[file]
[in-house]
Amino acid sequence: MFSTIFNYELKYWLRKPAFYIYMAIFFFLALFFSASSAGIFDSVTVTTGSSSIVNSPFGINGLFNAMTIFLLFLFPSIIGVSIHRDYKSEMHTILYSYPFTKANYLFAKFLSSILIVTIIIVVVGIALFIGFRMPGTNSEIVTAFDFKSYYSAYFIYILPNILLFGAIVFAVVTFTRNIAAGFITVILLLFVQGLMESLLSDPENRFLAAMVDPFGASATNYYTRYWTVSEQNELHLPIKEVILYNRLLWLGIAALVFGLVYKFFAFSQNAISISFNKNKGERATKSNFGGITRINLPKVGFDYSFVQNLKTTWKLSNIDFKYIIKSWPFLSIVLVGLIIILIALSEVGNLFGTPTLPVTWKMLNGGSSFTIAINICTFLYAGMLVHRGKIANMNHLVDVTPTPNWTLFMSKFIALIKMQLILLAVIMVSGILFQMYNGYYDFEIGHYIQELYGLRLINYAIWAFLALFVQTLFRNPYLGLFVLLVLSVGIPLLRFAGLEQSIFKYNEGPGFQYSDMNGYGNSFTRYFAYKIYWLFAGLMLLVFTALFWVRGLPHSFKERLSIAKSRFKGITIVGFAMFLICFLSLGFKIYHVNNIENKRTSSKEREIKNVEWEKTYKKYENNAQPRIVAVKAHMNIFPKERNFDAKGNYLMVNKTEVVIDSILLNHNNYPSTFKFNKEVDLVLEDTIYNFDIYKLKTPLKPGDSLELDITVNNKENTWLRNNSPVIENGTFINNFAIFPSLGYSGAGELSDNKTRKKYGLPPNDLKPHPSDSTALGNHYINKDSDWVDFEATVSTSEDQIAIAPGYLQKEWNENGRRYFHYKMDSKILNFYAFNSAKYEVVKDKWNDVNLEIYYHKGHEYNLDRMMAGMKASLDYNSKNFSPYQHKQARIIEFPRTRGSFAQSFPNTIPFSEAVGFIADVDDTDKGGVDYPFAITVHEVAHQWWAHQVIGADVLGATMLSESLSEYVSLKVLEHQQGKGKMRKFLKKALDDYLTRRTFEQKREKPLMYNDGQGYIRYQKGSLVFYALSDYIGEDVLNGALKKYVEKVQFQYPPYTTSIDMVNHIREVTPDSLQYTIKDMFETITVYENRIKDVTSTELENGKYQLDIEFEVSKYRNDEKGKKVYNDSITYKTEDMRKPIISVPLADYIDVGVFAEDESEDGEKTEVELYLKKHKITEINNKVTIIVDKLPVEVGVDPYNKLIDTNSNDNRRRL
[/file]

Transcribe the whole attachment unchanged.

[in-house]
Amino acid sequence: MFSTIFNYELKYWLRKPAFYIYMAIFFFLALFFSASSAGIFDSVTVTTGSSSIVNSPFGINGLFNAMTIFLLFLFPSIIGVSIHRDYKSEMHTILYSYPFTKANYLFAKFLSSILIVTIIIVVVGIALFIGFRMPGTNSEIVTAFDFKSYYSAYFIYILPNILLFGAIVFAVVTFTRNIAAGFITVILLLFVQGLMESLLSDPENRFLAAMVDPFGASATNYYTRYWTVSEQNELHLPIKEVILYNRLLWLGIAALVFGLVYKFFAFSQNAISISFNKNKGERATKSNFGGITRINLPKVGFDYSFVQNLKTTWKLSNIDFKYIIKSWPFLSIVLVGLIIILIALSEVGNLFGTPTLPVTWKMLNGGSSFTIAINICTFLYAGMLVHRGKIANMNHLVDVTPTPNWTLFMSKFIALIKMQLILLAVIMVSGILFQMYNGYYDFEIGHYIQELYGLRLINYAIWAFLALFVQTLFRNPYLGLFVLLVLSVGIPLLRFAGLEQSIFKYNEGPGFQYSDMNGYGNSFTRYFAYKIYWLFAGLMLLVFTALFWVRGLPHSFKERLSIAKSRFKGITIVGFAMFLICFLSLGFKIYHVNNIENKRTSSKEREIKNVEWEKTYKKYENNAQPRIVAVKAHMNIFPKERNFDAKGNYLMVNKTEVVIDSILLNHNNYPSTFKFNKEVDLVLEDTIYNFDIYKLKTPLKPGDSLELDITVNNKENTWLRNNSPVIENGTFINNFAIFPSLGYSGAGELSDNKTRKKYGLPPNDLKPHPSDSTALGNHYINKDSDWVDFEATVSTSEDQIAIAPGYLQKEWNENGRRYFHYKMDSKILNFYAFNSAKYEVVKDKWNDVNLEIYYHKGHEYNLDRMMAGMKASLDYNSKNFSPYQHKQARIIEFPRTRGSFAQSFPNTIPFSEAVGFIADVDDTDKGGVDYPFAITVHEVAHQWWAHQVIGADVLGATMLSESLSEYVSLKVLEHQQGKGKMRKFLKKALDDYLTRRTFEQKREKPLMYNDGQGYIRYQKGSLVFYALSDYIGEDVLNGALKKYVEKVQFQYPPYTTSIDMVNHIREVTPDSLQYTIKDMFETITVYENRIKDVTSTELENGKYQLDIEFEVSKYRNDEKGKKVYNDSITYKTEDMRKPIISVPLADYIDVGVFAEDESEDGEKTEVELYLKKHKITEINNKVTIIVDKLPVEVGVDPYNKLIDTNSNDNRRRL